SANTA ANA, Calif. – The state of California took an enormous financial and academic gamble by adopting the new Common Core standards, according to the Orange County Register.

There are a number of obvious problems that should make state leaders wonder if the estimated $16 billion investment it will take to fully implement the standards will be worth it, the newspaper wrote.

One issue is the transition from current state standardized tests to Common Core tests. The state has cancelled the current testing program and won’t have any data from state Common Core tests until the end of 2015, according to the Register. That’s a long time to go without having updated information about student progress, particularly with a new program in place that many students will struggle with.

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Common Core will also force some school districts – as well as entire states – to actually lower their academic standards, the editorial said.

“Common Core has caused several states with higher standards to lower them,” the Register wrote. “Instead of some states setting the bar higher and providing a positive example for the rest of the nation, most states will now accept mediocre and uniform one-size-fits-all standards.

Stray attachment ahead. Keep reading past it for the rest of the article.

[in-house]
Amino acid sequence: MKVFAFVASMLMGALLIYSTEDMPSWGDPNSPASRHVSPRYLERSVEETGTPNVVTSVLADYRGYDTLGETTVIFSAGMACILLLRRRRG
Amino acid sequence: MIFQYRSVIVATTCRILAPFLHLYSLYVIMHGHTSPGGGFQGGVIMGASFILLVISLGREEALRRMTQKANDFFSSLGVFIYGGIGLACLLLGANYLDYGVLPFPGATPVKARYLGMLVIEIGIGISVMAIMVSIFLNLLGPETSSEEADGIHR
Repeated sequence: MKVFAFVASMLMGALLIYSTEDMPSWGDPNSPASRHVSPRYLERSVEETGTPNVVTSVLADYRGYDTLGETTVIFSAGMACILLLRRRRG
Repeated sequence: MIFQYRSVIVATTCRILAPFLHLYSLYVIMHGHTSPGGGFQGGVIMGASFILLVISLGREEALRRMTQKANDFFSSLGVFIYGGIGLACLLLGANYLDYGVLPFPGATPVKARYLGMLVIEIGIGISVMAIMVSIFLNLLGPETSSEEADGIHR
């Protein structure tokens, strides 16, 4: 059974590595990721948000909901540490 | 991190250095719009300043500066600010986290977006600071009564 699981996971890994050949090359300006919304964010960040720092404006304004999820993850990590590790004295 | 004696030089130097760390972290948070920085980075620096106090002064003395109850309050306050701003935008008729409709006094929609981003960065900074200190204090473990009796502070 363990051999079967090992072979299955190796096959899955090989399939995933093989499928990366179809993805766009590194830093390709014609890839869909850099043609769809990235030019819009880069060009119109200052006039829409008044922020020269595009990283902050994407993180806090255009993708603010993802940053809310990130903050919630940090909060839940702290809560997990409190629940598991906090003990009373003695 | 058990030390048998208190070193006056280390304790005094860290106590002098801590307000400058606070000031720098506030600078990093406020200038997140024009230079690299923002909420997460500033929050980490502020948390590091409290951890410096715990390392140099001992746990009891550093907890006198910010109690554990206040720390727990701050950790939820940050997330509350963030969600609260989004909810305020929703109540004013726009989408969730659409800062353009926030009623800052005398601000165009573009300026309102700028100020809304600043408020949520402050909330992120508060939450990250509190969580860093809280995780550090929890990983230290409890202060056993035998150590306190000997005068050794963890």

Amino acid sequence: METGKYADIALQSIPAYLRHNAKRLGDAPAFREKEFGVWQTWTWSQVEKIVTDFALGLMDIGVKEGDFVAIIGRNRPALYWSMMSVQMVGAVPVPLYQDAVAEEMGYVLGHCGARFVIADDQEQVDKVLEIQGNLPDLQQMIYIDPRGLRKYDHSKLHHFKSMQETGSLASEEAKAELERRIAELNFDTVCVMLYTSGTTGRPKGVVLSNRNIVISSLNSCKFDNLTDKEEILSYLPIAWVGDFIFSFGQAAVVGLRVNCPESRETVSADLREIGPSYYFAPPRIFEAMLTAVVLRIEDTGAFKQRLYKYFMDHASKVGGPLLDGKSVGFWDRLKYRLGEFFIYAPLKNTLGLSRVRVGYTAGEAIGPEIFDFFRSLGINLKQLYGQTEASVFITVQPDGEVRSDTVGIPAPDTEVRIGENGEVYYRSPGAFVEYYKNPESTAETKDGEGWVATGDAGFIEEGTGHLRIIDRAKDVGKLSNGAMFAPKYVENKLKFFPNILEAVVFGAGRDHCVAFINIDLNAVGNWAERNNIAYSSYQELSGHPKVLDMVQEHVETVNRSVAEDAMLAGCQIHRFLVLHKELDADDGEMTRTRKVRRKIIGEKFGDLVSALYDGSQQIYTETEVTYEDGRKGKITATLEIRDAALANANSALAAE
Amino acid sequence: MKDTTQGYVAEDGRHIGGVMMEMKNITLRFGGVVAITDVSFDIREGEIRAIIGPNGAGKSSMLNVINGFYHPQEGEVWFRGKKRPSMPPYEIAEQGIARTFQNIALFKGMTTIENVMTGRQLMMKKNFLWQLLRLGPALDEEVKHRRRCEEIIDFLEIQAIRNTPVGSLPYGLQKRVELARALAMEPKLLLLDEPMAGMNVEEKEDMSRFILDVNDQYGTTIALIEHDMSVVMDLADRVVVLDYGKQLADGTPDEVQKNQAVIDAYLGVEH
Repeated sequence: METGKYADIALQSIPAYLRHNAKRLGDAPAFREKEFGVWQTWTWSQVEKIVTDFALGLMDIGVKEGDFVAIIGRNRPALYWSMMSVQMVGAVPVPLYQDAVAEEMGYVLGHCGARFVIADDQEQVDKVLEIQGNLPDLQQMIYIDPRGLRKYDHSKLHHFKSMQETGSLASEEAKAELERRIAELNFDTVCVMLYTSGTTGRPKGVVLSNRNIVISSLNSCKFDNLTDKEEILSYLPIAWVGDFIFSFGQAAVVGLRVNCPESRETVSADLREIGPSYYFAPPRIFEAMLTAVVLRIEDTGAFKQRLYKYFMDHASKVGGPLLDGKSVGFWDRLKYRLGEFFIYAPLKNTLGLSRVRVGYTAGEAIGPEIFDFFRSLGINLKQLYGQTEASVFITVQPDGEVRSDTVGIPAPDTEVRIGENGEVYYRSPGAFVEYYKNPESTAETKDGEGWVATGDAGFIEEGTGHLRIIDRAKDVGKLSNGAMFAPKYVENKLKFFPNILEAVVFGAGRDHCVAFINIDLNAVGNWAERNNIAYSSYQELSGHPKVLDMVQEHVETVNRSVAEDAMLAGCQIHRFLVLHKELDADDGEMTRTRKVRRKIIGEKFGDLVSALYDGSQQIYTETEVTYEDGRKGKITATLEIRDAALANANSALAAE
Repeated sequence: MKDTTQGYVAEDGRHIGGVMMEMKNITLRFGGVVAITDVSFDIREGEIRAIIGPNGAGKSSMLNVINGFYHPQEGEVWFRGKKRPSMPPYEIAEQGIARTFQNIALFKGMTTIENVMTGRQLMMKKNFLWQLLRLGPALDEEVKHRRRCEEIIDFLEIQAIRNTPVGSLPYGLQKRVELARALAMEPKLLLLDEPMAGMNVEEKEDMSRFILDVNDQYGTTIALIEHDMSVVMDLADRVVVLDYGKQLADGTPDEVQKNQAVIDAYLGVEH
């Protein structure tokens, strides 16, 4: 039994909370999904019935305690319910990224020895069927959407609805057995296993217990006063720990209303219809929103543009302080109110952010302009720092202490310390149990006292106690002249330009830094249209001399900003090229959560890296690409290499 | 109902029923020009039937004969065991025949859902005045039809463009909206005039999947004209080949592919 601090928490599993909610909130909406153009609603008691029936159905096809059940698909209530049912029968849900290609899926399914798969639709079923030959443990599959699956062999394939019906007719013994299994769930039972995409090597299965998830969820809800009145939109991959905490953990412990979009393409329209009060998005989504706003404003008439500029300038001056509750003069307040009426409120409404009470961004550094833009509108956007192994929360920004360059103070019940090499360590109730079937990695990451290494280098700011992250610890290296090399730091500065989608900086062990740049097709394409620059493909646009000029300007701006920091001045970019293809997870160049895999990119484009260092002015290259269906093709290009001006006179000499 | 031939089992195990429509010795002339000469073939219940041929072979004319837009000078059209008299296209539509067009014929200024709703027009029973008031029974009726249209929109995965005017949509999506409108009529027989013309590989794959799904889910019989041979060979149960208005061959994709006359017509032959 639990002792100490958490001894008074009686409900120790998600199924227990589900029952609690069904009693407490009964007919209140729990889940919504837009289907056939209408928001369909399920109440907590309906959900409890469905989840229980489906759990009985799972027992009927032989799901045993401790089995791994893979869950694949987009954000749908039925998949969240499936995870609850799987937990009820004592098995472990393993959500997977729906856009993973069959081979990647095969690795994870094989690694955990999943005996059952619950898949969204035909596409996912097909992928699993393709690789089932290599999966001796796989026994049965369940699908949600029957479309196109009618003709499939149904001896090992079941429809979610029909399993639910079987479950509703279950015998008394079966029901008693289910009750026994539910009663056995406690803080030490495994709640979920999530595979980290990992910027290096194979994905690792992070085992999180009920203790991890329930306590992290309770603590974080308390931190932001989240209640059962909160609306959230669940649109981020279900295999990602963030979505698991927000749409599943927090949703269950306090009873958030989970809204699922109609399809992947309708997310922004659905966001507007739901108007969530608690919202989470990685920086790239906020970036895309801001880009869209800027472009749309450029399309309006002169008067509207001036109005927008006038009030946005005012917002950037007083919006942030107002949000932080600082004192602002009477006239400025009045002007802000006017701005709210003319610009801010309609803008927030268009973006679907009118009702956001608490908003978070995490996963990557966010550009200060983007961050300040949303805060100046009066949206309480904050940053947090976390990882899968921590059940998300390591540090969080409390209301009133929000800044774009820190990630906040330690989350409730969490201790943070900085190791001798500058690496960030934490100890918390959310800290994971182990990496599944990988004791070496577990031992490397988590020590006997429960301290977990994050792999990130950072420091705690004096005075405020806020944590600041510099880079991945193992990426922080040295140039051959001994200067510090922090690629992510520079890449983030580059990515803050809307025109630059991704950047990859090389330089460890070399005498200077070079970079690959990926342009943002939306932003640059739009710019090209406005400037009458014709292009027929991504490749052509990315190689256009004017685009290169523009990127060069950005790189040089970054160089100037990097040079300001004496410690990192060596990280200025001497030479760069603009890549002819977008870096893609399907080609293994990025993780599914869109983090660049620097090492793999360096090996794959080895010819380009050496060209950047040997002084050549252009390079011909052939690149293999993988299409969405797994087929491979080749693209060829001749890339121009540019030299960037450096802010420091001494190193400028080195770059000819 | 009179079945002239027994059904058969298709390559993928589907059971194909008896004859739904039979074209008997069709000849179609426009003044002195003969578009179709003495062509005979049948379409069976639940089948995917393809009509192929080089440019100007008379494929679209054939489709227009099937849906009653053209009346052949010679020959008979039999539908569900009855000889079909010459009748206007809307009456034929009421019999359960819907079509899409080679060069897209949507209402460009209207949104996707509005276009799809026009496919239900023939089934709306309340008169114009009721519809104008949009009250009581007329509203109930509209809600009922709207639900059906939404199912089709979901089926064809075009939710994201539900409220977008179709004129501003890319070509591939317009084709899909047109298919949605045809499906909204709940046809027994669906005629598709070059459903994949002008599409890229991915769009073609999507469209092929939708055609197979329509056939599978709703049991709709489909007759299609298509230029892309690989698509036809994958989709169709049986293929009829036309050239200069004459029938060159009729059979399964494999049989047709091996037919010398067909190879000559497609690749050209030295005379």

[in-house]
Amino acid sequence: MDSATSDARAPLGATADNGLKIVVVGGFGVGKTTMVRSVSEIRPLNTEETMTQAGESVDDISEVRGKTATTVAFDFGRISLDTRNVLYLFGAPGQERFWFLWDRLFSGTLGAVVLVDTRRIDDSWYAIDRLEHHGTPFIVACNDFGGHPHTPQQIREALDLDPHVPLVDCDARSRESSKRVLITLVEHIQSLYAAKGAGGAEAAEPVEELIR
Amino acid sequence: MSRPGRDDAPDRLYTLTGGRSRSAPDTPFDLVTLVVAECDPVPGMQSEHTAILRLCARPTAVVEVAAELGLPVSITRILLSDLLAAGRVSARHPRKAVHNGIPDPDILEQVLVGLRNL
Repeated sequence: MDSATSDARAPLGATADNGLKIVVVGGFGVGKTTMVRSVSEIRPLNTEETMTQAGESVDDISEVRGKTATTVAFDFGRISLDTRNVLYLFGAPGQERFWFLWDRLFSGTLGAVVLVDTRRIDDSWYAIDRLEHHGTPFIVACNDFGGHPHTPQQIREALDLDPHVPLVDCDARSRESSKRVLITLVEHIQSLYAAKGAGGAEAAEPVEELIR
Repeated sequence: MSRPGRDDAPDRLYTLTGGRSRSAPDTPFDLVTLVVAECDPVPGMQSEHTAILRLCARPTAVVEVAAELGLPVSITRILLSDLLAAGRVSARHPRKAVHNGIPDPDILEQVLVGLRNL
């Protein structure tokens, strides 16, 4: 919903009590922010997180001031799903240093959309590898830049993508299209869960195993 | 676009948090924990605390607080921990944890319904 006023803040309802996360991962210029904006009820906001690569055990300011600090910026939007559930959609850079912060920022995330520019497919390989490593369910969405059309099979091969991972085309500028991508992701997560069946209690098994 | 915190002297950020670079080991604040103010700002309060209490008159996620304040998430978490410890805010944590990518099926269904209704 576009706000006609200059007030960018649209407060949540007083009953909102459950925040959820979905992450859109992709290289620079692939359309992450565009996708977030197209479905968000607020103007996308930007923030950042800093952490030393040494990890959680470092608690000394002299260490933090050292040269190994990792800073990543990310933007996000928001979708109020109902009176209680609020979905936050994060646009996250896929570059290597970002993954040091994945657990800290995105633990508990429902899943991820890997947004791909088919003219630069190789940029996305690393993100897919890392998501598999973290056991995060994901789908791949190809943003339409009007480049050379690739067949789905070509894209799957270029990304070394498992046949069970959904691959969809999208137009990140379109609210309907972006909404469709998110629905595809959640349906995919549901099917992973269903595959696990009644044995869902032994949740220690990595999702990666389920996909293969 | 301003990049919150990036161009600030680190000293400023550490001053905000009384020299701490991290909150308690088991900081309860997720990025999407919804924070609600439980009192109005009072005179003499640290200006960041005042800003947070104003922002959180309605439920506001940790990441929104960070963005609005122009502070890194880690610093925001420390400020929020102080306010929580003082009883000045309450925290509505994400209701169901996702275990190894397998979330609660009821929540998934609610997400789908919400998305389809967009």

“For example, until recently, California required every 8th grader to take algebra. The California standard was a tougher requirement than the now-adopted Common Core math standards. There is evidence that this tougher math standard was making California students more college ready in math. Since 1997, California State University freshmen enrollment has grown from 25,000 to 50,000, yet the number of freshmen students enrolled in remedial math has dropped from 54 percent to 30.5 percent in 2012. It is difficult to understand how lowering math standards under Common Core will make students even more college ready.”

The editorial also notes that Massachusetts, always one of the top performing academic states, has been forced to lower its standards for Common Core.

“According to a recent piece in the Wall Street Journal, Common Core standards reduced by 60 percent the amount of classic literature, poetry and drama that students in Massachusetts will now read,” it said.

Finally, it’s not clear that Common Core standards will have a positive academic impact in any given academic discipline, the newspaper wrote.

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“When the Fordham Foundation was comparing current state standards to the Common Core standards, California received an “A” in English language arts, while the Common Core received a B-minus. California received an “A” in mathematics while the Common Core received an A-minus.  Yet CaIifornia remains one of the lowest performing states in the nation?”

What does that say about Common Core? Is it really designed to push the nation back to the top of the world list in academic achievement, or it is designed to keep all students across the nation working at the same pace, even if that means many top students have to slow down?